"Here you have a digital, a virtual twin of your operating machine, that as a plant manager or a plant engineer or a maintenance manager you can constantly monitor and see what's going on with your particular machine," he said.
Machine controllers report process conditions on a dryer, like temperature, dewpoint, power consumption and airflow. He compares it to a thermostat at your house: It tells you it's too hot or cold, but doesn't say what could be going wrong or suggest how to fix it.
MachineSense, which can be retrofitted or installed on new Novatec machinery, uses sensors billed as "wearable" sensors for industrial machinery. Novatec will put 14 total sensors on one of its dryers — eight regular sensors for its controller and six MachineSense sensors.
The sensors, tied through the cloud to powerful analytical software, diagnoses the data and predicts failure.
"It really looks at the components that make up that machine, rather than the process machine itself. So MachineSense is agnostic to the machine. It's looking at components," Bessemer said.
On a Novatec dryer, the company is calling the sensor technology DryerSense. Information is displayed, dashboard fashion — red/yellow/green — which can be viewed on a notebook computer, the desktop or a smartphone. It measures things like filter performance, the mechanics involved in rotation of the desiccant wheel, and does several checks on blowers, both process blower and blowers for the regeneration process. Vibration and power monitoring are key indications of potential problems with blowers, the wheel rotation and other functions.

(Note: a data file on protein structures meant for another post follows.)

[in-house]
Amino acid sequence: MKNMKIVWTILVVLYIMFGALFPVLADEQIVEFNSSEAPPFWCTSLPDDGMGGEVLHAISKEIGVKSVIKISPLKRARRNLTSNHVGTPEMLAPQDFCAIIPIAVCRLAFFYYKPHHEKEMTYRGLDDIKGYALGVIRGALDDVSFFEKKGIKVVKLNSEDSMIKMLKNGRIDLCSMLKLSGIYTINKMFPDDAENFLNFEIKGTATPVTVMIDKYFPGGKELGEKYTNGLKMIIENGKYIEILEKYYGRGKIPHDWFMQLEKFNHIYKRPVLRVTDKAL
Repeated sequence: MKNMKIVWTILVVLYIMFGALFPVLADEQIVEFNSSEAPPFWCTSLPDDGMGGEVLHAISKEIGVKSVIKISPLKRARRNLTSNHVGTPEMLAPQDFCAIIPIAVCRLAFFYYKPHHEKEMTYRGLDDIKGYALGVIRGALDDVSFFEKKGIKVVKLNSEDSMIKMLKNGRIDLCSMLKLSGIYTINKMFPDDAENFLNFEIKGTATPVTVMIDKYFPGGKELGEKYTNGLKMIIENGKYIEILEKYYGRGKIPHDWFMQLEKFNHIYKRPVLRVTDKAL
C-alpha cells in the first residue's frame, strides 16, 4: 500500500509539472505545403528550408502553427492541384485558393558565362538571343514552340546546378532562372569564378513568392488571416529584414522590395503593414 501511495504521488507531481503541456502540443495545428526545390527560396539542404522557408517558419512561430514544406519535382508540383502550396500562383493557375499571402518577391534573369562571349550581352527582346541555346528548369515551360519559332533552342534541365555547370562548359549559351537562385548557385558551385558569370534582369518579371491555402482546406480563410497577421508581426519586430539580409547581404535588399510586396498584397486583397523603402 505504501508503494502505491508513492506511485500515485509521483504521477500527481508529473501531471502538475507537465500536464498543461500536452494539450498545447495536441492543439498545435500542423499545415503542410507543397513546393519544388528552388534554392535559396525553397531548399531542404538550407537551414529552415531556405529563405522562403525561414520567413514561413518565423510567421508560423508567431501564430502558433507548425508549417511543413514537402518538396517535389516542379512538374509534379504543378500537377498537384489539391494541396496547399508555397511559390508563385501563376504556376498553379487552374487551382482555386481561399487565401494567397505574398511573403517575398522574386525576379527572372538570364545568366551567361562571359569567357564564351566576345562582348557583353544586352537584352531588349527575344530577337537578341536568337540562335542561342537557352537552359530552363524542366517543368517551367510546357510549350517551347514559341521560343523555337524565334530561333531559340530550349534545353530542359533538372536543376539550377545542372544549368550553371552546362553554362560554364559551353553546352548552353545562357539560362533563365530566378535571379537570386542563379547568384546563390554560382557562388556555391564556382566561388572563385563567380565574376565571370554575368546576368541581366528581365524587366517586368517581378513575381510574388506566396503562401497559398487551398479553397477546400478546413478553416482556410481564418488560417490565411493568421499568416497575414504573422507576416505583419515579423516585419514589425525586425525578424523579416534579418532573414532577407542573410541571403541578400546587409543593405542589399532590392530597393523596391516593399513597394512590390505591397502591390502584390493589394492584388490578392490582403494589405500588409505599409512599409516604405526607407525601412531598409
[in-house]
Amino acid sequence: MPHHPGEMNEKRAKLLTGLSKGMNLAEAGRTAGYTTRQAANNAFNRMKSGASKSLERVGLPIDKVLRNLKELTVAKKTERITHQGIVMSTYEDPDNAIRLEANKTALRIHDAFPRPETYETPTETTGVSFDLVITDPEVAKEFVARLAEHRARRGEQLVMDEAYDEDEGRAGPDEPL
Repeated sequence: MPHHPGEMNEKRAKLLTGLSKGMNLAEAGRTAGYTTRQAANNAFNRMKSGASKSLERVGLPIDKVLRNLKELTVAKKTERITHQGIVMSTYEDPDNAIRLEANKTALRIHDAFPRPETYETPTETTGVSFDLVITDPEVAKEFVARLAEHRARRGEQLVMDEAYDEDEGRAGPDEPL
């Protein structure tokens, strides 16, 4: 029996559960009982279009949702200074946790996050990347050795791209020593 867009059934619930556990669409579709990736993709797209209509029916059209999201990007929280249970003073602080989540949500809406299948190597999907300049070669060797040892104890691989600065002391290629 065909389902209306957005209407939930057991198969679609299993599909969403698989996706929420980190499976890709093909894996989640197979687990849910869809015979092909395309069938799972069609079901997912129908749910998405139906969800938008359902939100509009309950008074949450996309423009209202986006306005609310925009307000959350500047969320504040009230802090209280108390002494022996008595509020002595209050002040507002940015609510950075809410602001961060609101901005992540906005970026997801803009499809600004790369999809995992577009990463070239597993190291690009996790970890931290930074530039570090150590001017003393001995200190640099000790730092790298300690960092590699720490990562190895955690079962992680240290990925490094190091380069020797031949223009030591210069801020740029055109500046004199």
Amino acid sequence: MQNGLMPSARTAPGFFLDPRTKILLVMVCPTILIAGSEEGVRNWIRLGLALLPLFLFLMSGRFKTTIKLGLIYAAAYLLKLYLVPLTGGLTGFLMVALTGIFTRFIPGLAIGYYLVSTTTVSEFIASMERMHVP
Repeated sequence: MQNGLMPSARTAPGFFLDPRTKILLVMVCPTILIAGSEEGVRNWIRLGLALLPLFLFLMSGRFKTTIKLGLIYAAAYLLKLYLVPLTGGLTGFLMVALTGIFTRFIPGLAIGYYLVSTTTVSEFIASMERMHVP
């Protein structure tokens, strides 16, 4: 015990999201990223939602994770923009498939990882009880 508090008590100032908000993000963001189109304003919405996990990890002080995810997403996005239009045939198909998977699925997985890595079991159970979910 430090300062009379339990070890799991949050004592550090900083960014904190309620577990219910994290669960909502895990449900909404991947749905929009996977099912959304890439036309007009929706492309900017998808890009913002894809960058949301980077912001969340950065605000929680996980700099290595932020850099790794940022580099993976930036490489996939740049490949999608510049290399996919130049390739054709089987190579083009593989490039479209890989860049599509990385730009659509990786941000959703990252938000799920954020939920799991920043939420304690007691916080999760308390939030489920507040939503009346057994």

"The MachineSense sensors send an email or a text telling you, 'there is a problem,'" Novatec spokesman John Kraft said.
"So when you bring up this dryer, you'll be able to see all of these conditions at a glance," said James Zinski, MachineSense president and chief operating officer. "And you understand if there are any issues that need to be investigated."
For example, Zinski said, the DigiTwin can show future problems with the desiccant wheel caused by misalignment of the chain used to turn it, or the sprocket, or the drive motor. The diagnostic system recommends corrective action before the problem actually happens. On the dewpoint, it will notify you if air at too high of temperatures is entering the wheel and suggest checking the cooling water supply.
Another example is the heating unit, made up of three heater elements. Once one element goes out, the other two have to work harder, and they can deteriorate more quickly — and DigiTwin lets you know right away, Zinski said. Normally, he said, process technicians won't know there's a problem until total failure — when all three heating elements fail.
Bessemer said: "Our goal is help people make sure their equipment is running, on a highest-percentage basis. Everybody gets paid on productivity. This is a process industry. You get paid on pounds per hour. Or parts per hour. And if your machines aren't running, you don't get paid. It's pretty simple."